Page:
We’ll spend this week wrapping up final details and making sure everyone knows what you’ll need of them on the big day. As the days inch closer, your job is to take stuff off or your plate and put it on others! “Delegate to family and friends and have everything done the week before your wedding,” suggests event planner and stylist Camden Chitwood of Emerson Events. “If you have a planner, they will make sure everything behind the scenes is taken care of. If you don’t have a planner, then follow up with your vendors the week before your wedding to finalize their delivery times, set up, etc. That way you aren’t getting a million calls the week of your wedding!”
GETTING YOUR MARRIAGE LICENSE
Arrange a time to visit your County Clerk’s office and apply for your marriage license. Bring the documents that you compiled earlier and call ahead get an estimate as to how much time you should allow for your appointment.
The marriage license itself doesn’t make you legally married, but it does give you the legal grounds to hold a marriage ceremony. Your officiant will sign the license alongside you and your new spouse following your wedding ceremony, and he or she will be responsible for submitting it to the county as proof of marriage. Within a few weeks of your wedding, you’ll be able to request certified copies of your marriage certificate, which will act as legal proof of your marriage.
Use this week to hand off your important people contact list, your day-of schedule, and your seating chart if you haven’t done so already. Grab the star of your bridal party and make that person your decision making proxy for the entirety of your wedding week. Give her unbridled ability to say yes or no on your behalf and trust her to do it well. Resist the temptation to take on new projects or be involved in all the details.
While you’re at it, make a plan to give your cell phone and purse to your Maid of Honor or designated point person. Scrap together the final payment and gratuity envelopes and arrange to hand them to the Best Man before your wedding. Take a deep breath. Relax. And remember you’re almost there.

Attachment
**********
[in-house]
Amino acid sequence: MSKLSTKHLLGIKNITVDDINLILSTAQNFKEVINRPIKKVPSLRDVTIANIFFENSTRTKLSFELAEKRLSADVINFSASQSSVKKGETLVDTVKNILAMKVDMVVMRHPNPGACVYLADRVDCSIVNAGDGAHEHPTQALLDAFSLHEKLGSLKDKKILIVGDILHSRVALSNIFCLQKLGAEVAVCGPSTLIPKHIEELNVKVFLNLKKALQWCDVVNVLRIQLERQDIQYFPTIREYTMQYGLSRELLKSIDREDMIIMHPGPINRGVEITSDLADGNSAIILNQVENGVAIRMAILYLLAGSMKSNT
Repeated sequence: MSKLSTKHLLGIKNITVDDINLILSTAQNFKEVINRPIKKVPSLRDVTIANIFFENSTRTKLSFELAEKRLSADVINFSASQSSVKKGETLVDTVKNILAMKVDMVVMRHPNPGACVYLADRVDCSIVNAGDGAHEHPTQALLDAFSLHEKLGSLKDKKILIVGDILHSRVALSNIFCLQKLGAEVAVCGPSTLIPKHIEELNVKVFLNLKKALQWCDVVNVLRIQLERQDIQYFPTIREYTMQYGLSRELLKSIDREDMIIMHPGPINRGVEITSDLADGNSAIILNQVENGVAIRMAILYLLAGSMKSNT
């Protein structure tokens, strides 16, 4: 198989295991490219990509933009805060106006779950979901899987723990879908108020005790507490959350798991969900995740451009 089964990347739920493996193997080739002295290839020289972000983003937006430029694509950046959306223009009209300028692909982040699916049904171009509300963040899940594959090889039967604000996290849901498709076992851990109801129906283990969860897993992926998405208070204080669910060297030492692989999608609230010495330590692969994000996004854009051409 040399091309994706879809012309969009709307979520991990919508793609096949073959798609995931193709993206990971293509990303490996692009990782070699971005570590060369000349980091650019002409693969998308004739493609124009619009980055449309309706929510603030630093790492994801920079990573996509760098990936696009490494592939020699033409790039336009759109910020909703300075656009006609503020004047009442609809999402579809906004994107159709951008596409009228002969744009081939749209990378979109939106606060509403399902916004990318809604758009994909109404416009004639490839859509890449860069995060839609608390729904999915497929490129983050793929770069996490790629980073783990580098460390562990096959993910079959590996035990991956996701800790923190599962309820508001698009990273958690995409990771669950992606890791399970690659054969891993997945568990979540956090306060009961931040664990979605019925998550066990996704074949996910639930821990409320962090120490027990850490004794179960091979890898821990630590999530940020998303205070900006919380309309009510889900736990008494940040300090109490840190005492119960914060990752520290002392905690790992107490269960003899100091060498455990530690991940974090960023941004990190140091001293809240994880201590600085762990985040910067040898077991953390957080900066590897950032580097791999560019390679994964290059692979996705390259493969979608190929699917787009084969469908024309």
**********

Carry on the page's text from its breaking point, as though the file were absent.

If you don’t have a day-of coordinator or an involved venue manager, ask your wedding party to be on site the morning of your wedding day to make sure all deliveries are successful. If you’re working on a tight budget, you may have already designated your wedding party as your decorating team. It takes a village to pull off your special event, and these are the people who will make sure it goes off without a hitch.
Remember your thank you’s. Remember to be good to your people and good to yourself.
SHARING YOUR HONEYMOON INFO
Type up the basic honeymoon itinerary (flight numbers and schedules, accommodations, contact information) before wedding excitement is in full swing and share it with your close friends or family members, as well as anyone who will be house-sitting, pet-sitting, or baby-sitting if you have children.
Bring your shoes, undergarments, hosiery, and accessories to your final fitting and inspect the dress in a 360-degree mirror to make sure no pantylines are showing and the hem is even. Walk around for a minute to make sure you can move well. If you plan on changing after the ceremony or reception, talk to you mom or Maid of Honor about taking your wedding dress to be cleaned while you’re on your honeymoon (and don’t forget to thank her like crazy afterward!).
TIPPING YOUR VENDORS
As you’re preparing your vendor payment envelopes, look back at your contracts to see if tip is included with the balances due. If not, slip a little something extra into the appropriate envelopes and hand them off to your Best Man to distribute after your ceremony or at the end of the night. Below is a quick cheat sheet of suggested tips for your vendors:
- Bartenders: 10% of the liquor bill
- Catering: Gift the manager a cash tip of 1-2% of the total fee or a personal gift, like a nice bottle of champagne
- Chef: $100 or more
- Coat attendants: $1.00-$2.00 per guest
- Hairstylist and Makeup Artist: 15-20%
- Transportation & Valet: 15%
- DJ or Band: 15% or $25.00-$50.00 per musician
- Waiters: Leave an envelope with $20.00 per waiter with the catering manager
Even if you’re not including an extra tip on top of what was agreed to, this is where a thank you can go a long way. Keep the thanks going after the honeymoon with a thank you note by mail and a review of their services for future couples to refer to.
GIVING STATIONERY TO YOUR CALLIGRAPHER
If your calligrapher or handwriting artist will be working with any of the additional stationery (such as your guest book, menu, escort or place cards, or table numbers) make sure he or she has those items at this time.